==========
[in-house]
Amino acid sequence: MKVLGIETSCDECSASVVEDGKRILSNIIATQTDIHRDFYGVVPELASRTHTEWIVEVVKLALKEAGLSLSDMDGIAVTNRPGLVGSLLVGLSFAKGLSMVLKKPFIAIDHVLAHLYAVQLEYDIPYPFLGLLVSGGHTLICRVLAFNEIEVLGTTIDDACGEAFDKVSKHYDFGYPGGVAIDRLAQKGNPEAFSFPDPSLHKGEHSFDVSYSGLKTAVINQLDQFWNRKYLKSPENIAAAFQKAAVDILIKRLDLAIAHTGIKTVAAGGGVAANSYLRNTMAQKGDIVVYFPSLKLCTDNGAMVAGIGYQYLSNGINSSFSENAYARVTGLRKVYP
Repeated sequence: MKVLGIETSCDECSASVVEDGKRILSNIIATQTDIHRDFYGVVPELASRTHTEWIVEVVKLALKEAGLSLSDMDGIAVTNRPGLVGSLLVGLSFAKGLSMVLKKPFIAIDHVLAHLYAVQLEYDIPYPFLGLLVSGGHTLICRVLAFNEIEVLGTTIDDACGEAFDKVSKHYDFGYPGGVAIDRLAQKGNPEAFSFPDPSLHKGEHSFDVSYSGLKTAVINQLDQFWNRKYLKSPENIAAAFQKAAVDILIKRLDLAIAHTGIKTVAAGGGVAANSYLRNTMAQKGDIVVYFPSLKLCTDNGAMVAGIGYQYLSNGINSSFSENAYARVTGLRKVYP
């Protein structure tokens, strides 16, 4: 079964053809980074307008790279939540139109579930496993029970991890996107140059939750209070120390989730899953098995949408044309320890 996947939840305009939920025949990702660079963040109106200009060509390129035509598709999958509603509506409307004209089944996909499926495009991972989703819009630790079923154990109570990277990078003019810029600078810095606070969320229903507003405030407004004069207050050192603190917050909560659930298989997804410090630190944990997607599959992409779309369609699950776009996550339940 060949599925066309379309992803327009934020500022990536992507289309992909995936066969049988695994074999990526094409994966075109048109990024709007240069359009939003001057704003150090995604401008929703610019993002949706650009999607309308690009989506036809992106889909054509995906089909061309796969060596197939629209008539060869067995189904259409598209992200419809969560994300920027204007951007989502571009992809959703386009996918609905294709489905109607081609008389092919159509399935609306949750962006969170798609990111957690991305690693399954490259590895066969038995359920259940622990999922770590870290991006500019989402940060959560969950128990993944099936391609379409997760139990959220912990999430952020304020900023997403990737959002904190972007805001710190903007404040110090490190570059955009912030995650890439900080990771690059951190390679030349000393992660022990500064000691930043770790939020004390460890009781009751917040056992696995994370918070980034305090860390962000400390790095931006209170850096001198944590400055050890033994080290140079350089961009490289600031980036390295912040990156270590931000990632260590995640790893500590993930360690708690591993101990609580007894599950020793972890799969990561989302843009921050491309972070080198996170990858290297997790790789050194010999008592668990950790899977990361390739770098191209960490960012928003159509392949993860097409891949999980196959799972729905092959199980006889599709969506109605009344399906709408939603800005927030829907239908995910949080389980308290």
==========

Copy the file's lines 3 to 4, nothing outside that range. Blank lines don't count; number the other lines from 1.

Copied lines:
Repeated sequence: MKVLGIETSCDECSASVVEDGKRILSNIIATQTDIHRDFYGVVPELASRTHTEWIVEVVKLALKEAGLSLSDMDGIAVTNRPGLVGSLLVGLSFAKGLSMVLKKPFIAIDHVLAHLYAVQLEYDIPYPFLGLLVSGGHTLICRVLAFNEIEVLGTTIDDACGEAFDKVSKHYDFGYPGGVAIDRLAQKGNPEAFSFPDPSLHKGEHSFDVSYSGLKTAVINQLDQFWNRKYLKSPENIAAAFQKAAVDILIKRLDLAIAHTGIKTVAAGGGVAANSYLRNTMAQKGDIVVYFPSLKLCTDNGAMVAGIGYQYLSNGINSSFSENAYARVTGLRKVYP
């Protein structure tokens, strides 16, 4: 079964053809980074307008790279939540139109579930496993029970991890996107140059939750209070120390989730899953098995949408044309320890 996947939840305009939920025949990702660079963040109106200009060509390129035509598709999958509603509506409307004209089944996909499926495009991972989703819009630790079923154990109570990277990078003019810029600078810095606070969320229903507003405030407004004069207050050192603190917050909560659930298989997804410090630190944990997607599959992409779309369609699950776009996550339940 060949599925066309379309992803327009934020500022990536992507289309992909995936066969049988695994074999990526094409994966075109048109990024709007240069359009939003001057704003150090995604401008929703610019993002949706650009999607309308690009989506036809992106889909054509995906089909061309796969060596197939629209008539060869067995189904259409598209992200419809969560994300920027204007951007989502571009992809959703386009996918609905294709489905109607081609008389092919159509399935609306949750962006969170798609990111957690991305690693399954490259590895066969038995359920259940622990999922770590870290991006500019989402940060959560969950128990993944099936391609379409997760139990959220912990999430952020304020900023997403990737959002904190972007805001710190903007404040110090490190570059955009912030995650890439900080990771690059951190390679030349000393992660022990500064000691930043770790939020004390460890009781009751917040056992696995994370918070980034305090860390962000400390790095931006209170850096001198944590400055050890033994080290140079350089961009490289600031980036390295912040990156270590931000990632260590995640790893500590993930360690708690591993101990609580007894599950020793972890799969990561989302843009921050491309972070080198996170990858290297997790790789050194010999008592668990950790899977990361390739770098191209960490960012928003159509392949993860097409891949999980196959799972729905092959199980006889599709969506109605009344399906709408939603800005927030829907239908995910949080389980308290």